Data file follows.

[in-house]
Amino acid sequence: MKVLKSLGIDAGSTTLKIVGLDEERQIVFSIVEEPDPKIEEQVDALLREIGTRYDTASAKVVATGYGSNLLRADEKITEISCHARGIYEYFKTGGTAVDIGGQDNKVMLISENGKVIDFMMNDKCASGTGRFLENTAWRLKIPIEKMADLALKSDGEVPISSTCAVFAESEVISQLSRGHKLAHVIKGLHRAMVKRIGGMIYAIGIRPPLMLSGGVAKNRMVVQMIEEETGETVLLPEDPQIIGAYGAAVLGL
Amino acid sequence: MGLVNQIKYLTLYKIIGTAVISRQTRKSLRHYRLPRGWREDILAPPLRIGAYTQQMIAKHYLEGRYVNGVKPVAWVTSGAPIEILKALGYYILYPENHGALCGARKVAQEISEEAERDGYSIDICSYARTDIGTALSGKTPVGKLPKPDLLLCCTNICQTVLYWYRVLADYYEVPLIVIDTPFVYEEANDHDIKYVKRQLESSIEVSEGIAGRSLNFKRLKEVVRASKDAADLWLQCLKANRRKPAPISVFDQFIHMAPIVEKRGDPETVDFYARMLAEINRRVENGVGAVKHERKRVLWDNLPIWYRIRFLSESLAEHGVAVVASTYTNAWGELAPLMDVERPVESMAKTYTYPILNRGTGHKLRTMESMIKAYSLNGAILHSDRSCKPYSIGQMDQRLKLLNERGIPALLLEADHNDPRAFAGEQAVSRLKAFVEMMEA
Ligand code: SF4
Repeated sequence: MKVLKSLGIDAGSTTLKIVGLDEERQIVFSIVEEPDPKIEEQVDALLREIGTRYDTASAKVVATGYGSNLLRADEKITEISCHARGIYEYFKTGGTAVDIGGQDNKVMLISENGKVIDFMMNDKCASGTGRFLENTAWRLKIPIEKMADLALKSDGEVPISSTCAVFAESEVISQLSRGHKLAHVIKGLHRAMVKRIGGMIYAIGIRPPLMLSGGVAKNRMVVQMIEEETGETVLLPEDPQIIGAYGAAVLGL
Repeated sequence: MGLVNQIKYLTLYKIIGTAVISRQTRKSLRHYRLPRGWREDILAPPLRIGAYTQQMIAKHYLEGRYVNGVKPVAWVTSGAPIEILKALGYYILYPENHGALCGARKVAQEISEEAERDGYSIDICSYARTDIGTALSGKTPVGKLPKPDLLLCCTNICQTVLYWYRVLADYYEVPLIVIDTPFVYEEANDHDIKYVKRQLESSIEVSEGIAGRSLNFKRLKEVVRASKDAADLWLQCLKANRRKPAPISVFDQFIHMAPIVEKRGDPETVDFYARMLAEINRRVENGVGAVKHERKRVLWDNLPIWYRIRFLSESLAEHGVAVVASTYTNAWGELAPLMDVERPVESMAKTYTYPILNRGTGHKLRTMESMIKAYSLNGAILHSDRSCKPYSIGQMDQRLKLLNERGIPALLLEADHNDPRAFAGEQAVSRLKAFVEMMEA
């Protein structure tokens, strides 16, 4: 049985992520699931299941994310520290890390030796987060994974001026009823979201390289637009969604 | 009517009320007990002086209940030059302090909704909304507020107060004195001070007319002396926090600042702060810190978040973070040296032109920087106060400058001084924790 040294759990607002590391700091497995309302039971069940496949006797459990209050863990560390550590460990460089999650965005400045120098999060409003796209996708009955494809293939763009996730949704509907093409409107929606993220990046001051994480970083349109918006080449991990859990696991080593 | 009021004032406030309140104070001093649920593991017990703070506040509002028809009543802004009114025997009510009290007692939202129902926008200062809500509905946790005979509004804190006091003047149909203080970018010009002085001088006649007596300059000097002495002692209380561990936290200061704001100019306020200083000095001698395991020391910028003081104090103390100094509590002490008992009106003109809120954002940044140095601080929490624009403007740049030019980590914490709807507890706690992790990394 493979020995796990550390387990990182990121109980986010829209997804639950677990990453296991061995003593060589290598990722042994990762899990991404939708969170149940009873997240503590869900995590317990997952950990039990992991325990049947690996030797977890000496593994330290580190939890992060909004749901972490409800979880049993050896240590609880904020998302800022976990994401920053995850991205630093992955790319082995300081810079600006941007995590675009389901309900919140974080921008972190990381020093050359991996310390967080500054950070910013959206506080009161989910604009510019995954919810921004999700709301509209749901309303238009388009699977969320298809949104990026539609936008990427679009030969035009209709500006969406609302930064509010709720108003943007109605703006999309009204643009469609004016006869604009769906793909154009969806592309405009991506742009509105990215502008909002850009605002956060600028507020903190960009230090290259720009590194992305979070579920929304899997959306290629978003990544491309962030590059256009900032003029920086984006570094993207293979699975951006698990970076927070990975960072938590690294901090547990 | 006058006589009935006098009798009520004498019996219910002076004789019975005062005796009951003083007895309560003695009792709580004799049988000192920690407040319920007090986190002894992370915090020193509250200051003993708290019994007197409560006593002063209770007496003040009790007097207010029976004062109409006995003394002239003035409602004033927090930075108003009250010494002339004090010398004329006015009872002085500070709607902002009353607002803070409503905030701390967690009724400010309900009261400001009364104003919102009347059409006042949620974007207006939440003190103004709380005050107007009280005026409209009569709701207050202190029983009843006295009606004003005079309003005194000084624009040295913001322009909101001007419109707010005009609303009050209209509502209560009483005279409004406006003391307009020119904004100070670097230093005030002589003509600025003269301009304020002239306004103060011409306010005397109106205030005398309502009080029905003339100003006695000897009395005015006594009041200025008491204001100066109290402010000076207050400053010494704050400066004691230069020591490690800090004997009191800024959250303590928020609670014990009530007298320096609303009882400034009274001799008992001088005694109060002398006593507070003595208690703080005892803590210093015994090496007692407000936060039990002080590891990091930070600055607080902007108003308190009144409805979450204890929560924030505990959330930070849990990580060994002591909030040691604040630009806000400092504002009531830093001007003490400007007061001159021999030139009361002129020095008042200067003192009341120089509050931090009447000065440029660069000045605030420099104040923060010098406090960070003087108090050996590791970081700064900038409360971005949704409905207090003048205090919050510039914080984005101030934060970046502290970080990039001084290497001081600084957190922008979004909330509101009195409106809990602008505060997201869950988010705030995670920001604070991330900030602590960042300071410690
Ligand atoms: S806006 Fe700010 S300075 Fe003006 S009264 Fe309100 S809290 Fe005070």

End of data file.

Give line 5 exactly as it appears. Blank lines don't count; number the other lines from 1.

Repeated sequence: MKVLKSLGIDAGSTTLKIVGLDEERQIVFSIVEEPDPKIEEQVDALLREIGTRYDTASAKVVATGYGSNLLRADEKITEISCHARGIYEYFKTGGTAVDIGGQDNKVMLISENGKVIDFMMNDKCASGTGRFLENTAWRLKIPIEKMADLALKSDGEVPISSTCAVFAESEVISQLSRGHKLAHVIKGLHRAMVKRIGGMIYAIGIRPPLMLSGGVAKNRMVVQMIEEETGETVLLPEDPQIIGAYGAAVLGL